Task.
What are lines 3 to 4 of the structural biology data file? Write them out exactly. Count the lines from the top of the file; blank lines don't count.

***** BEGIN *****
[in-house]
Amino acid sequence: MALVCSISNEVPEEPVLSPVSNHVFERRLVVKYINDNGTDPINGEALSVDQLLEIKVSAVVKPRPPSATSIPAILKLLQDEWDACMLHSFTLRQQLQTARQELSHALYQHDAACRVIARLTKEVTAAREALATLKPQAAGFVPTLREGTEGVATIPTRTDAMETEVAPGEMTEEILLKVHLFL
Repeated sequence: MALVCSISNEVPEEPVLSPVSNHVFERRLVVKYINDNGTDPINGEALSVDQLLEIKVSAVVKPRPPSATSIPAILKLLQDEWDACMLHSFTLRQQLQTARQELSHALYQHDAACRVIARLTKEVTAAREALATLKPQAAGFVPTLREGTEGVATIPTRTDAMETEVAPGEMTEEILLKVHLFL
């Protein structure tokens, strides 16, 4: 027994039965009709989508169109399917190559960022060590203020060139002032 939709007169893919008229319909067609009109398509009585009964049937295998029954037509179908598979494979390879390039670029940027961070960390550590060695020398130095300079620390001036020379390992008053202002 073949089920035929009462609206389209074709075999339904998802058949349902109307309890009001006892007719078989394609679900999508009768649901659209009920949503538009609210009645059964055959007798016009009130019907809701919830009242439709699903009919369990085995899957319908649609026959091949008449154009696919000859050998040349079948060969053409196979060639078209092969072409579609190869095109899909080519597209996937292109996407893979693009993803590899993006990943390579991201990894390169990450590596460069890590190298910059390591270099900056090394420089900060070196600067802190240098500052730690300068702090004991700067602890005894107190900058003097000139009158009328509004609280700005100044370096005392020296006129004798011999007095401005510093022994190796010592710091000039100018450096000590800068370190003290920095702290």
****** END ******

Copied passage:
Repeated sequence: MALVCSISNEVPEEPVLSPVSNHVFERRLVVKYINDNGTDPINGEALSVDQLLEIKVSAVVKPRPPSATSIPAILKLLQDEWDACMLHSFTLRQQLQTARQELSHALYQHDAACRVIARLTKEVTAAREALATLKPQAAGFVPTLREGTEGVATIPTRTDAMETEVAPGEMTEEILLKVHLFL
């Protein structure tokens, strides 16, 4: 027994039965009709989508169109399917190559960022060590203020060139002032 939709007169893919008229319909067609009109398509009585009964049937295998029954037509179908598979494979390879390039670029940027961070960390550590060695020398130095300079620390001036020379390992008053202002 073949089920035929009462609206389209074709075999339904998802058949349902109307309890009001006892007719078989394609679900999508009768649901659209009920949503538009609210009645059964055959007798016009009130019907809701919830009242439709699903009919369990085995899957319908649609026959091949008449154009696919000859050998040349079948060969053409196979060639078209092969072409579609190869095109899909080519597209996937292109996407893979693009993803590899993006990943390579991201990894390169990450590596460069890590190298910059390591270099900056090394420089900060070196600067802190240098500052730690300068702090004991700067602890005894107190900058003097000139009158009328509004609280700005100044370096005392020296006129004798011999007095401005510093022994190796010592710091000039100018450096000590800068370190003290920095702290």